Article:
Four decades ago, the Cuban revolution captured the world's attention and imagination. Within Cuba, the state developed a strictly defined national and
collective memory that led directly from a colonial past to a utopian future, but this narrative came to a halt in the early 1990s. The collapse of Cuba's sponsor, the Soviet Union, and the end of the Cold War preceded the so- called "Special Period in Times of Peace," a euphemistic phrase that masked the genuine anxiety shared by leaders and people about the nation's future. Jose Quiroga explores the sites, both physical and imaginative, where memory bears upon Cuba's collective history in ways that illuminate this extended moment of uncertainty.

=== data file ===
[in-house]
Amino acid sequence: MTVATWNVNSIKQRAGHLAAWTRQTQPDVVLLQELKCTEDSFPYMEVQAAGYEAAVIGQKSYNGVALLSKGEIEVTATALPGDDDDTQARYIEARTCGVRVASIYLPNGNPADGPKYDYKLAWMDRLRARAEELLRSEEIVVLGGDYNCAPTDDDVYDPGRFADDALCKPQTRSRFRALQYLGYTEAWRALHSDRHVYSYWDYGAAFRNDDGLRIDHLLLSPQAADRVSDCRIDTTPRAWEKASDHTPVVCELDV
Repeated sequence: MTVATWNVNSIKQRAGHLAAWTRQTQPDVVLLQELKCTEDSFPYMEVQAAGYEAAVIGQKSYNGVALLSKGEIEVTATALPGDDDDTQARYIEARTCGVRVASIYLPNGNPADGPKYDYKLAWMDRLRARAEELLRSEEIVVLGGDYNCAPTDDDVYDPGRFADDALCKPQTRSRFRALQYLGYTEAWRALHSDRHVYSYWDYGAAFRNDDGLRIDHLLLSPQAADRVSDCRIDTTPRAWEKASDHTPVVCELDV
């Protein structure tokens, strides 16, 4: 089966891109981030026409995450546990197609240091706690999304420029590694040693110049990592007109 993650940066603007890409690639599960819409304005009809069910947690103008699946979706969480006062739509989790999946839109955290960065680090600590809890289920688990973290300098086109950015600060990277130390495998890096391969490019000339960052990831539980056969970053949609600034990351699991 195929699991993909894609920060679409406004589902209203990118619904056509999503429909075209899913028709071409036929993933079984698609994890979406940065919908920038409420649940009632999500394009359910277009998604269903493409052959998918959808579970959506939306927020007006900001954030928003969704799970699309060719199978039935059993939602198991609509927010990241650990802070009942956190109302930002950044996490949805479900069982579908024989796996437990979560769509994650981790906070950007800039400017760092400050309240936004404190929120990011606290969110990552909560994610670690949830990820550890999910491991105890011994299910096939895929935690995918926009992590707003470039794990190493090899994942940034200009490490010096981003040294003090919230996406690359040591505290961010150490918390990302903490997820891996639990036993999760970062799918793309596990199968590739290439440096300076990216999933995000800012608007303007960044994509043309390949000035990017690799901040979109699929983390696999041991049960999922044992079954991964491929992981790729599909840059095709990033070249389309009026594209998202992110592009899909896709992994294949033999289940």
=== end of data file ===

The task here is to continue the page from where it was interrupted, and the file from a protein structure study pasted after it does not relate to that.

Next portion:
Jose Quiroga is professor and department chair of Spanish and Portuguese at Emory University. He is the author of Understanding Octavio Paz and Tropics of Desire: Interventions from Queer Latino America.